A recently opened solar power plant near Seville in southern Spain, is the first of its kind to be able to generate electricity from sunlight during the day and still retain enough heat to continue generating energy all the way through the night. The $410 million Gemasolar plant has a output of 20 megawatts, although at the moment, it does not produce at full capacity when the sun isn’t out.
The plant is of the heliostatic variety, meaning that it doesn’t derive its power from photovoltaics, but rather from the raw heat energy of sunlight. A series of concentric mirrors, 2,650 in this case, direct the sunlight at centrally located salt tanks. The heat melts the salt, which boils water around it, and the steam generated turns the turbines. The salt tanks’ ability to retain heat is what affords the plant up to 15 hours of sunless energy generation.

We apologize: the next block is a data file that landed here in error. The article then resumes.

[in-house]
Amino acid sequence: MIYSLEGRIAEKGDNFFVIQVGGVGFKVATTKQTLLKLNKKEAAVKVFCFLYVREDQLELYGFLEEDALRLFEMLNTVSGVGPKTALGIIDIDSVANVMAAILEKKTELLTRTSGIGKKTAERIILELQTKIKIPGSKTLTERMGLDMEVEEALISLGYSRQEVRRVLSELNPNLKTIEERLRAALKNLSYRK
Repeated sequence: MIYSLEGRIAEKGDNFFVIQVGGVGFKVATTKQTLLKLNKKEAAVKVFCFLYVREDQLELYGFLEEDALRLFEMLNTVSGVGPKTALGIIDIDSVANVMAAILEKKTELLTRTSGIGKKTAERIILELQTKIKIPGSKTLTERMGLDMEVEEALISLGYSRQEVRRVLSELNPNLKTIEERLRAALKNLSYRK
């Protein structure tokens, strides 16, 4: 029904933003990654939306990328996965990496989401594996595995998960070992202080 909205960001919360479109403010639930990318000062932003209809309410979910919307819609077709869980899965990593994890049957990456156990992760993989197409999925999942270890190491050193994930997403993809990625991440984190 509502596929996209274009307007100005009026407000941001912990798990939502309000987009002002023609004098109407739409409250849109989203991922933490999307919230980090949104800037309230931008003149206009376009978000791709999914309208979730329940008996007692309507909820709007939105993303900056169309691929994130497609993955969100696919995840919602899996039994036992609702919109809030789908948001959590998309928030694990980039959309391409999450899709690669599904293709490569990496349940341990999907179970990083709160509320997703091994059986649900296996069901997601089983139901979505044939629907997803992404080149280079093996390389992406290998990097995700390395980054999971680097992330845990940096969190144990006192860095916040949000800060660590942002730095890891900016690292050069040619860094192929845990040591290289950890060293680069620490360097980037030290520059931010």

One of the main problems with most renewable energy sources is the relative unpredictability of the energy that powers them. Wind turbines are great until the wind stops blowing; solar plants are great until
the dark haze of destruction caused by our endless war with “the machines” blots out the sun it gets cloudy. While this kind of plant doesn’t completely solve the problem, it is certainly a step in the right direction. The stored heat not only allows the power plant to generate through the night, but can be used during periods of subpar production during the day.
As it turns out, the area near Seville in southern Spain is one of the sunniest areas in Europe. This makes it a great place to try and push the technology to the limits of its efficiency, but also means that this approach won’t necessarily work well everywhere. Still, an improvement on solar energy production is still an advancement in practical, renewable energy production and that’s definitely a good thing. Maybe, with luck, we won’t have to deal with nuclear war after the Chinese invade U.S. occupied Canada for oil. Maybe.
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